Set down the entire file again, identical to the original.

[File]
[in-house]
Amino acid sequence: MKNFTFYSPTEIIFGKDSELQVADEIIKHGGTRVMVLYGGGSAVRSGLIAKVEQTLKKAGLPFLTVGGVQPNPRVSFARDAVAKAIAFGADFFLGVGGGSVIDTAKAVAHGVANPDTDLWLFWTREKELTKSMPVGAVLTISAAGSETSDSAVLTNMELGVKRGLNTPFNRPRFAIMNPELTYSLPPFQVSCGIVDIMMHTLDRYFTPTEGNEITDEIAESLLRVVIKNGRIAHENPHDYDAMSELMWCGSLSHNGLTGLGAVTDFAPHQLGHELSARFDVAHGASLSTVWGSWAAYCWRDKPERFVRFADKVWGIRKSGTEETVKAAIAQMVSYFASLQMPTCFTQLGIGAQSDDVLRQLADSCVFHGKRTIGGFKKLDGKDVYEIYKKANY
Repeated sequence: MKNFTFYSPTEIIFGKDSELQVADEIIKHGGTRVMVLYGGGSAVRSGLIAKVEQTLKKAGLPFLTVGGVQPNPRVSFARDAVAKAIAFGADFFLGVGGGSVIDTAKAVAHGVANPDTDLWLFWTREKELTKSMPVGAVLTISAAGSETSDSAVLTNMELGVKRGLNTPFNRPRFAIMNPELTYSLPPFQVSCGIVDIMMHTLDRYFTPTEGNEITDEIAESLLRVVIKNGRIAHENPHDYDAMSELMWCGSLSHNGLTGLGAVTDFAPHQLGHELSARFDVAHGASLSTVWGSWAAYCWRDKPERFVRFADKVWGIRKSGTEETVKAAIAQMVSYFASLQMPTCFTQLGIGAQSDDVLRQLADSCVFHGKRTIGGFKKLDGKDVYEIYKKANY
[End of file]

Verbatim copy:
[in-house]
Amino acid sequence: MKNFTFYSPTEIIFGKDSELQVADEIIKHGGTRVMVLYGGGSAVRSGLIAKVEQTLKKAGLPFLTVGGVQPNPRVSFARDAVAKAIAFGADFFLGVGGGSVIDTAKAVAHGVANPDTDLWLFWTREKELTKSMPVGAVLTISAAGSETSDSAVLTNMELGVKRGLNTPFNRPRFAIMNPELTYSLPPFQVSCGIVDIMMHTLDRYFTPTEGNEITDEIAESLLRVVIKNGRIAHENPHDYDAMSELMWCGSLSHNGLTGLGAVTDFAPHQLGHELSARFDVAHGASLSTVWGSWAAYCWRDKPERFVRFADKVWGIRKSGTEETVKAAIAQMVSYFASLQMPTCFTQLGIGAQSDDVLRQLADSCVFHGKRTIGGFKKLDGKDVYEIYKKANY
Repeated sequence: MKNFTFYSPTEIIFGKDSELQVADEIIKHGGTRVMVLYGGGSAVRSGLIAKVEQTLKKAGLPFLTVGGVQPNPRVSFARDAVAKAIAFGADFFLGVGGGSVIDTAKAVAHGVANPDTDLWLFWTREKELTKSMPVGAVLTISAAGSETSDSAVLTNMELGVKRGLNTPFNRPRFAIMNPELTYSLPPFQVSCGIVDIMMHTLDRYFTPTEGNEITDEIAESLLRVVIKNGRIAHENPHDYDAMSELMWCGSLSHNGLTGLGAVTDFAPHQLGHELSARFDVAHGASLSTVWGSWAAYCWRDKPERFVRFADKVWGIRKSGTEETVKAAIAQMVSYFASLQMPTCFTQLGIGAQSDDVLRQLADSCVFHGKRTIGGFKKLDGKDVYEIYKKANY